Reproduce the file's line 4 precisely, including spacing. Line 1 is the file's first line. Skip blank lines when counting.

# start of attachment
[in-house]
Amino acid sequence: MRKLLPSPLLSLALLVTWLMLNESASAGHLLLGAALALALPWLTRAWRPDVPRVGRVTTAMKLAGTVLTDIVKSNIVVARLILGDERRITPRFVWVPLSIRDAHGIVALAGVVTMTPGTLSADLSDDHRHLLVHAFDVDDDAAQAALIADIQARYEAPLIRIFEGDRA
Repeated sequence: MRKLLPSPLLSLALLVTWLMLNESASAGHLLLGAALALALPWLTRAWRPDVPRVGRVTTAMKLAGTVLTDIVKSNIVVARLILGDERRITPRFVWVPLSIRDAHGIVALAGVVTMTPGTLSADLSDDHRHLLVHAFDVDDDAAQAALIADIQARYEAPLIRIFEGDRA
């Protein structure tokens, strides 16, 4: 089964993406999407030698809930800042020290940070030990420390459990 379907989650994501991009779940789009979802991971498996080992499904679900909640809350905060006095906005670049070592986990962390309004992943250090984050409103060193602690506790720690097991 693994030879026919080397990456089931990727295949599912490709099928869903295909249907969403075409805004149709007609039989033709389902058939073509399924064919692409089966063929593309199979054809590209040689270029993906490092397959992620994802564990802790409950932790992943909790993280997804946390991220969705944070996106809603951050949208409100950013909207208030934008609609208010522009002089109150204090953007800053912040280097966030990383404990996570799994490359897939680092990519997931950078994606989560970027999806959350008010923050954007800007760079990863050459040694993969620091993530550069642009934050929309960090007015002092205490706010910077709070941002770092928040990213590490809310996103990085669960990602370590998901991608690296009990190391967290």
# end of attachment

């Protein structure tokens, strides 16, 4: 089964993406999407030698809930800042020290940070030990420390459990 379907989650994501991009779940789009979802991971498996080992499904679900909640809350905060006095906005670049070592986990962390309004992943250090984050409103060193602690506790720690097991 693994030879026919080397990456089931990727295949599912490709099928869903295909249907969403075409805004149709007609039989033709389902058939073509399924064919692409089966063929593309199979054809590209040689270029993906490092397959992620994802564990802790409950932790992943909790993280997804946390991220969705944070996106809603951050949208409100950013909207208030934008609609208010522009002089109150204090953007800053912040280097966030990383404990996570799994490359897939680092990519997931950078994606989560970027999806959350008010923050954007800007760079990863050459040694993969620091993530550069642009934050929309960090007015002092205490706010910077709070941002770092928040990213590490809310996103990085669960990602370590998901991608690296009990190391967290």